weekend links: paranormal romance, menopause media, anticolonial art

Indigenous American parka, ca. 1890-1910. Image courtesy John Bigelow Taylor, collection of Minneapolis Institute of Art/ Longreads .

Indigenous American parka, ca. 1890-1910. Image courtesy John Bigelow Taylor, collection of Minneapolis Institute of Art/Longreads.

Bernard and Lisa Selz, donors to numerous art institutions in the country, have also been donating large sums of money to various anti-vax groups. These groups downplay the effects of diseases like measles, or exaggerate the harm caused by vaccines. This article looks at one family who has done so much for the art world, yet at the same time done so much harm to the rest of the world. [Hyperallergic]

In the age of influencers, travel photography has gone from being a sort of universal language to a method of strategic branding. Emily Nathan, a travel photographer, sees the medium losing its soul, and argues why travel photography needs to get back to its roots: the people living in the place you’ve traveled to. Nathan acts on this, creating her own corner of Instagram in which she and her colleagues create human-centric travel photography. [Artsy]

Daniel A. Gross was offered 10,000 dollars to be a fellow in a new program set up by the owners of Barnes and Noble. The offer seemed too good to be true—and it was. Gross details his experience with the Springing center, which quickly went from the opportunity of a lifetime to a near-hostage situation. If you’re looking for a thriller this weekend, look no further. [The New Yorker]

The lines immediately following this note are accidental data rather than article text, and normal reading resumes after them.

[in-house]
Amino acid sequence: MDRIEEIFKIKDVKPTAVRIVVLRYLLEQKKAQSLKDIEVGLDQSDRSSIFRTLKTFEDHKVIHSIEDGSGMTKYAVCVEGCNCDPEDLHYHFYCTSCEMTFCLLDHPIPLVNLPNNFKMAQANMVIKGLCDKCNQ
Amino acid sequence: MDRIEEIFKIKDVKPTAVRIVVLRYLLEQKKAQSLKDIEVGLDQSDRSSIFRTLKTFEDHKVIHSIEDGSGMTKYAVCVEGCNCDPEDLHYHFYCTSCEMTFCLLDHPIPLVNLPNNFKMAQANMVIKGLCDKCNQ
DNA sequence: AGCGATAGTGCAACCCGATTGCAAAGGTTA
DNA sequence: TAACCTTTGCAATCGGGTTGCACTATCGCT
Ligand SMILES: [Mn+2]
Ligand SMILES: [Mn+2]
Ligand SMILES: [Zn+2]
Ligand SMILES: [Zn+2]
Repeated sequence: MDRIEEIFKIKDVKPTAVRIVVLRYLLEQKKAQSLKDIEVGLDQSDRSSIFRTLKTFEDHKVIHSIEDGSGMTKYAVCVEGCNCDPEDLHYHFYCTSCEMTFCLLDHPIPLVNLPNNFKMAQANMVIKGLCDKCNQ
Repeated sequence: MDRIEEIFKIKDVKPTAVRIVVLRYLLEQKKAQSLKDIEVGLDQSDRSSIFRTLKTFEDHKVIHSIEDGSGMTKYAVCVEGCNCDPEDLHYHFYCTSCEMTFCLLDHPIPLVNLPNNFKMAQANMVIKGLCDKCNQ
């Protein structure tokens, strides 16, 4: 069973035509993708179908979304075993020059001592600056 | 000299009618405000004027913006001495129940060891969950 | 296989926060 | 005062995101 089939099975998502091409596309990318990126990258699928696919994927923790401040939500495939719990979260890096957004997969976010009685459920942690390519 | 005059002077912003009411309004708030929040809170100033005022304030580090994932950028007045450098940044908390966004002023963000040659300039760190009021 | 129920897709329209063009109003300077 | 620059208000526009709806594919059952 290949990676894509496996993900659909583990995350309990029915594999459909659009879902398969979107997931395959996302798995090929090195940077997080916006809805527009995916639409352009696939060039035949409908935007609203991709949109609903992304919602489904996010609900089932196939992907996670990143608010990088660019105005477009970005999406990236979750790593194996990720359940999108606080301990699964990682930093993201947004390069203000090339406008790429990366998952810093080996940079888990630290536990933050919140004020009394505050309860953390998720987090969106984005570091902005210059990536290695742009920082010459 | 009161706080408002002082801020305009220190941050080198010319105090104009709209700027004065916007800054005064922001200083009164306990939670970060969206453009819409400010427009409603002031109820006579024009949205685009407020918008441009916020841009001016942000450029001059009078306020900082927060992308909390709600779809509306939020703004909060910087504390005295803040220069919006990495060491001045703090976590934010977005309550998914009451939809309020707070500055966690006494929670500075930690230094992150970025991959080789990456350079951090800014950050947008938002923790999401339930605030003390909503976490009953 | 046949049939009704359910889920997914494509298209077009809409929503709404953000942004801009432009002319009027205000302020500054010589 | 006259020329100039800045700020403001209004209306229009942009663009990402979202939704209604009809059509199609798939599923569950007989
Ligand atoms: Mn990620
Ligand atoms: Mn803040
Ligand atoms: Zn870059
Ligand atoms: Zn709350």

Sherrilyn Kenyon is a paranormal romance author best known for her Dark Hunter series. On the side, she accuses her ex-husband of plotting to kill her. This profile of Kenyon showcases her work as an author and the attempt on her life that she claims to have dodged. [Vulture]

When author Darcey Steinke hit menopause, she realized that there was no good media that deals with the process in an informative and positive way. So she turned to nature—specifically whales. In this interview excerpt, Steinke discusses Moby Dick, her empathy to captured orcas, and patriarchy. [The Atlantic]

Native Americans have been exploited throughout Western history, but seldom talked about is how. Soraya Roberts talks about the art of Native American women, and how when the colonialists came they took their art without even acknowledging it was created by women. This has led to a culture of Native American women not being taken seriously in their societies. Fortunately, there are organizations working to reverse this course. [Longreads]

When colonizers came to Nigeria, they brought a culture and theology that clashed with that of the Nigerians. Nnamdi Ehirim goes over this clash and how it has affected the literature of the country, often told from the colonial perspective. Now, a new generation of Nigerian writers are taking back their culture through their writing. [Lit Hub]

—Nicolas Perez